When Lee O’Denat, bka Q, started WorldStarHipHop in 2005, he had no idea that he would be further contributing to the democratization of surveillance culture. He was just another internet-addled entrepreneur trying to make a website. Like so many before him, he realized that people like violence, nudity, and watching people engage in otherwise antisocial and lewd behavior. So, he catered WorldStar to fulfill those very compulsions, and it worked like gangbusters. Today, WorldStarHipHop is an empire, a self-sustaining behemoth that runs off of the folly of others, aired out for the world to see. Unlike YouTube, Worldstar’s become a brand unto itself, capitalizing on its own notoriety with series like “KO of the Week.” Q, argue some, is a monster, a guy who profits off of fuck-ups acting out in public and making our world tangibly worse in the process. Q, meanwhile, might contend that he’s just showing parts of society that exist—if society is fucked, is that his fault? No, and arguing otherwise is naive and reductive at best, and a dangerous perpetuation of the idea of the “nanny state” at worst.
Where Foucault warned us against a reality in which the authorities might be monitoring us at any given moment, WorldStar has created the opposite effect—we are all agents of surveillance culture, and suddenly, we’ve stopped worrying about the consequences of our actions, and instead consider their potential virality. If Q is holding up a mirror to society and showing us a bunch of people beating the shit out of each other on a Ferris Wheel or whatever, it’s not out of an urge to shame us, merely to point out that everybody’s been this fucked forever, and the fact that we’re still fascinated by people acting boorishly says way more about our world than the boorish behavior itself. Q—in person equal parts Steve Jobs, Sigmund Freud, Howard Stern, and Larry Flynt—was kind enough to stop by the VICE offices to chat with us, and despite running on two hours of sleep, offered a remarkably cogent and coherent defense of his site, which if you ask him, just might be the future of all media.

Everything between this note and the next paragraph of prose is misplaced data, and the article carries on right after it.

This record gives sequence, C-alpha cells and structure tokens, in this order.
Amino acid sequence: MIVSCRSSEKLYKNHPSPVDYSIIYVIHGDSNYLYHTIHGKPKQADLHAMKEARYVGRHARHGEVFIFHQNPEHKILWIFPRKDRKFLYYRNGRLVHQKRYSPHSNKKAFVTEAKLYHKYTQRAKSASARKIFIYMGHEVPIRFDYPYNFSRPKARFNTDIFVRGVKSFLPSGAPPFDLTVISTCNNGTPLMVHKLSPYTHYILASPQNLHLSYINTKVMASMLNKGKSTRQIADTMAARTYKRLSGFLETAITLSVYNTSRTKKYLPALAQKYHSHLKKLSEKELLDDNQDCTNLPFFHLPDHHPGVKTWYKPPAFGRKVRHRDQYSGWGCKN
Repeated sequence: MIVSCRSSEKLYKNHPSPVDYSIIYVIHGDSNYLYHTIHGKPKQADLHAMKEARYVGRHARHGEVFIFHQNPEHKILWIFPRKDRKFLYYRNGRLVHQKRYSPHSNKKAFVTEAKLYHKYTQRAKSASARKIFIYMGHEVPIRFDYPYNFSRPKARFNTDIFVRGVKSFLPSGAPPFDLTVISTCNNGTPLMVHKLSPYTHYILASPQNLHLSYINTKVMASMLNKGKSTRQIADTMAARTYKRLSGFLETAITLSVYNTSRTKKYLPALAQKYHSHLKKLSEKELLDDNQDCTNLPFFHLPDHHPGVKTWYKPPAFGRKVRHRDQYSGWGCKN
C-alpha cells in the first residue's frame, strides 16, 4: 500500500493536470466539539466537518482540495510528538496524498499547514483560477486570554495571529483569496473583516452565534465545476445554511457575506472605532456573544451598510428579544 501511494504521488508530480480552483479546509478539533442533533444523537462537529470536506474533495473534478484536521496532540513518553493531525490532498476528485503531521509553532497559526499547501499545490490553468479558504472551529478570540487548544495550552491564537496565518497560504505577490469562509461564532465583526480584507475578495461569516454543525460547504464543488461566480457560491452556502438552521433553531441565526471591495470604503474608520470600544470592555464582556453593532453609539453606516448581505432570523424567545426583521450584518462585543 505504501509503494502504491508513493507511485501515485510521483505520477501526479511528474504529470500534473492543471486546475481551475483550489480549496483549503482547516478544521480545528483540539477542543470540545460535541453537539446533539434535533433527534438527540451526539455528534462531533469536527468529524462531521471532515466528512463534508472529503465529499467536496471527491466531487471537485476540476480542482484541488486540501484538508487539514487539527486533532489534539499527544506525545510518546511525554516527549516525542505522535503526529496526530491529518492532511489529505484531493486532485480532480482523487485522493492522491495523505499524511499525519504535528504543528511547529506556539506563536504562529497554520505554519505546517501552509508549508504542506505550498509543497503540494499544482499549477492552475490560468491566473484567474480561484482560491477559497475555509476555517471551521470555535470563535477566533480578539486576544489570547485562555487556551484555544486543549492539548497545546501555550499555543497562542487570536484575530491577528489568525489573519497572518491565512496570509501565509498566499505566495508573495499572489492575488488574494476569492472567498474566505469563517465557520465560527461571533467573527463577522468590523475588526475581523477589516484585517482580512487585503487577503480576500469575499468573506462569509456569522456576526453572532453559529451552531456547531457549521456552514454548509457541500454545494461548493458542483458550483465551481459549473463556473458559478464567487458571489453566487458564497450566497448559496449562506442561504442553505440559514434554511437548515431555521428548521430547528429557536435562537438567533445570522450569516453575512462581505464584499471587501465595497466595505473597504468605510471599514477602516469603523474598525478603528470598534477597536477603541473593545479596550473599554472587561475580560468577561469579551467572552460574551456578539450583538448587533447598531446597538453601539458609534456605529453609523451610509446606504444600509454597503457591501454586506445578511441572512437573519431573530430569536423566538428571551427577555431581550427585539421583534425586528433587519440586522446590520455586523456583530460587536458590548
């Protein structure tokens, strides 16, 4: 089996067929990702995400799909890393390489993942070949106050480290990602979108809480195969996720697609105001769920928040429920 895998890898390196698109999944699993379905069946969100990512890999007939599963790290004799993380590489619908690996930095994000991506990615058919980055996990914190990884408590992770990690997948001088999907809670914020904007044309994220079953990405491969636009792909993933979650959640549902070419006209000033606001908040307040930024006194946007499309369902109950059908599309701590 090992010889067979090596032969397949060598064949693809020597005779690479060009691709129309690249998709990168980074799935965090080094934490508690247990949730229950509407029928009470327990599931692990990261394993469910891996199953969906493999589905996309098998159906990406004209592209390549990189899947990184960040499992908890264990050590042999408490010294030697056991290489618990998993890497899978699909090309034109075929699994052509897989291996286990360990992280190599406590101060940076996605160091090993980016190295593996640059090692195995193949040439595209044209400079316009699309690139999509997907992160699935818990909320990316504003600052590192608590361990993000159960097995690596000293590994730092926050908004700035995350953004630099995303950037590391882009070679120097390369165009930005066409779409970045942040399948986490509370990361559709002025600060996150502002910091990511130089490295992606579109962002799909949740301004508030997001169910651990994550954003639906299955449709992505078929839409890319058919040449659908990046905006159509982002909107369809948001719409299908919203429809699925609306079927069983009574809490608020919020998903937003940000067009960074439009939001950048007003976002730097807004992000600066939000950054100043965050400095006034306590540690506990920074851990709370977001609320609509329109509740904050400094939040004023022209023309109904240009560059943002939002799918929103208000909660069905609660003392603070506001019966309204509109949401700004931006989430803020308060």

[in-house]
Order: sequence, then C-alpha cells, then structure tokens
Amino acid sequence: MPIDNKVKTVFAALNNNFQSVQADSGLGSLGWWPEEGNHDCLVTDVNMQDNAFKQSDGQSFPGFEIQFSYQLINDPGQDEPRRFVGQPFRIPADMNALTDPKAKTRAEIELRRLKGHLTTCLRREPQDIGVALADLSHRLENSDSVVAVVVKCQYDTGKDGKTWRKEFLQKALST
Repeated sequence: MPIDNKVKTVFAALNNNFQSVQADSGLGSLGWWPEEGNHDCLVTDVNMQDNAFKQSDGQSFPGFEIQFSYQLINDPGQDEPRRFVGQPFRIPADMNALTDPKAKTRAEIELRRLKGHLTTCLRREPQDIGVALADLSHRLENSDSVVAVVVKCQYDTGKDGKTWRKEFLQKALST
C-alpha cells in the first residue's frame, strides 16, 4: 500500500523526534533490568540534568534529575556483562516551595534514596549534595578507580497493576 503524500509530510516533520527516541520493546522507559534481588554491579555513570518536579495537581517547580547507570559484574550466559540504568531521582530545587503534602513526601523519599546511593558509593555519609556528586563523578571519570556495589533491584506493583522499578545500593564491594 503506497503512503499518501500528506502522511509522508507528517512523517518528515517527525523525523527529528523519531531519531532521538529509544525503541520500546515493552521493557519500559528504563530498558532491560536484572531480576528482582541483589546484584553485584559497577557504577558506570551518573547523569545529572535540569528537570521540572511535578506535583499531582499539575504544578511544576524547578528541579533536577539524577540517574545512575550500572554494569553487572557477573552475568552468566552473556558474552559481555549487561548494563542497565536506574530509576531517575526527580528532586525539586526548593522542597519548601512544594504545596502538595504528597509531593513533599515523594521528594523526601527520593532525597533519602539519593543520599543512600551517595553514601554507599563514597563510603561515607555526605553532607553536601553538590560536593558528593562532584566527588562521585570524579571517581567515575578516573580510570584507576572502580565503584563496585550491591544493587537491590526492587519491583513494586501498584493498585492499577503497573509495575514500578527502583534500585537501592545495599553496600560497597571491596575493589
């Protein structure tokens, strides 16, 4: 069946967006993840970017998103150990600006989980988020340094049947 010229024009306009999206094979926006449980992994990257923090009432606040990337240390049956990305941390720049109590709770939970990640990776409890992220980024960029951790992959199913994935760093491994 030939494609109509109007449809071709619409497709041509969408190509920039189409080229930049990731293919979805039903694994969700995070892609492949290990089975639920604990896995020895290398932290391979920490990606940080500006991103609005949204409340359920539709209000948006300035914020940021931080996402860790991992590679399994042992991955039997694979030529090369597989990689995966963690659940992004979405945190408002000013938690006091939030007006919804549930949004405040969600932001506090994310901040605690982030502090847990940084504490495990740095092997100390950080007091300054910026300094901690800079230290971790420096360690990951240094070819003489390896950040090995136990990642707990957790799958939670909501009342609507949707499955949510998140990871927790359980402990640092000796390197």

Noisey: You have kids, right? Q from WorldStar: Yeah.
How old are they? Kids are 14, seven, and four.
Does the 14-year-old watch WorldStar? He loves WorldStar. He represents WorldStar. Wears the hoodie, the shirts, and he talks about it. Kids in his school love WorldStar. He also likes Grand Theft Auto. I love that game. We play together. Sometime we go online together. He’ll drive and I just go around robbing banks. He’s the getaway driver. We have fun.
Tinder’s popularity rises with the increasing number of lonely people in the world. Largely capitalizing on the solitude of the city-dwelling 20-somethings who form the majority of the app’s users, it has reduced the human romantic experience down to its most basic level. Your iPhone flashes up a picture of a stranger’s face. Put your thumb on it and swipe left if you don’t want to have sex with them; swipe right if you do. If you’re the kind of puritanical moralist who has issues with that, then fuck you. When you’re little more than a faceless urban speck, wedged in that sticky interim period between formal education and a living wage, techno-dogging offers a welcome distraction.
However, I was still a little surprised when my friend forwarded me this invitation to an official Tinder “Launch Party” in London, England:
Why was this party occurring over a year after the app’s actual launch? Maybe the launch was going to serve as an inaugural huzzah for a sort of Tinder elite, a pool of the most right-swiped people in Britain. Maybe the people who run Tinder just want to renew the hype around it after a couple of months of the media talking it to death. Could it perhaps be an orgy? Obviously I had nothing better to do that evening, so I went down to take a look and find out what Tinder’s finest really thought of Jack, 24, Peckham.